Corn used in ethanol production will increase by more than one billion bushels during 2007-08 to reach over 3.15 billion bushels, according to U.S. Department of Agriculture (USDA) chief economist Keith Collins.
That’s 46.5 percent more than the 2.15 billion estimated to be used during the current corn crop year.
Collins told the Senate Agriculture Committee earlier this month that his forecast for 2007-08 is based on current ethanol plant construction information.
He went on to say that an additional 6.5 million acres of corn will be required this year to accommodate the increase in corn usage for ethanol and to provide corn for other users (feed, exports, food) at unchanged levels. Collins added that number was determined using the trend-line yield of 152 bushels per acre.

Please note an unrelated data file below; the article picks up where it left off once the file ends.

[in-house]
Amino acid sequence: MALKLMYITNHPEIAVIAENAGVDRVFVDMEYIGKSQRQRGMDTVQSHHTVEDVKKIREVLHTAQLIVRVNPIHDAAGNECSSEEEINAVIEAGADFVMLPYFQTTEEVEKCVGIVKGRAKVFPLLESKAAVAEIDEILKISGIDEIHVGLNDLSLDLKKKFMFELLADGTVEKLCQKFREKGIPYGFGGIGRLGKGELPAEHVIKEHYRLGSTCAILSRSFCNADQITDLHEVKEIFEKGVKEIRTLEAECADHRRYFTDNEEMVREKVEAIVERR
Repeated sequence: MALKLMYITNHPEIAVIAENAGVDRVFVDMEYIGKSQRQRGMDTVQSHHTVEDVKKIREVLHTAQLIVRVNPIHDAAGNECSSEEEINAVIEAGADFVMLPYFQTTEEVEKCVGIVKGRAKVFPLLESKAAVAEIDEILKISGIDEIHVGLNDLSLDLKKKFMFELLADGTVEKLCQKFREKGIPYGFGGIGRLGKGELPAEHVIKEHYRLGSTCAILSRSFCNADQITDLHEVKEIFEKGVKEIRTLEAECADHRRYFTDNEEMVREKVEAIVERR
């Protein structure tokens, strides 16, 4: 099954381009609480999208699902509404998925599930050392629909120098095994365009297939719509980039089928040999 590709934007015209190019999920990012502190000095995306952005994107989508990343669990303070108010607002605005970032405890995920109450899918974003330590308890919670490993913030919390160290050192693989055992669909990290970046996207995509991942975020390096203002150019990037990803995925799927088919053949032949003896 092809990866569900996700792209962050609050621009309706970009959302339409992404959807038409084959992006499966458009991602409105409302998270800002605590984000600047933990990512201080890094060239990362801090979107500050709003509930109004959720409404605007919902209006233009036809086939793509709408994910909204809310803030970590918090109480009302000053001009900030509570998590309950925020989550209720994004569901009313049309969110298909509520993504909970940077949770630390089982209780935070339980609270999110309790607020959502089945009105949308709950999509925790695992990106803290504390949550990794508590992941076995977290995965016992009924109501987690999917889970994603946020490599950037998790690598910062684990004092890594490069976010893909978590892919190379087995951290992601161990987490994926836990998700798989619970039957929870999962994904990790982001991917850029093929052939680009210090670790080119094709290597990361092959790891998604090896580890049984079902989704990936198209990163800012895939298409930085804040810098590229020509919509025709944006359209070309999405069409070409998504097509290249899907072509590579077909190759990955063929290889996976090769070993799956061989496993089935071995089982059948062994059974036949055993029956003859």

The USDA World Agricultural Supply and Demand Estimates report suggests a harvested corn acreage this spring of over 77.5 million acres and a harvest of 11.8 billion bushels, compared to a corn crop of 10.5 billion bushels.
Collins says that beyond 2007 steady increases in ethanol production will require even more acreage or higher corn yields per acre, or both.
Although Collins indicated some acreage currently in USDA’s long-term Conservation Reserve Program could become available for corn production as contracts mature, he said environmental challenges regarding these acres could be an issue.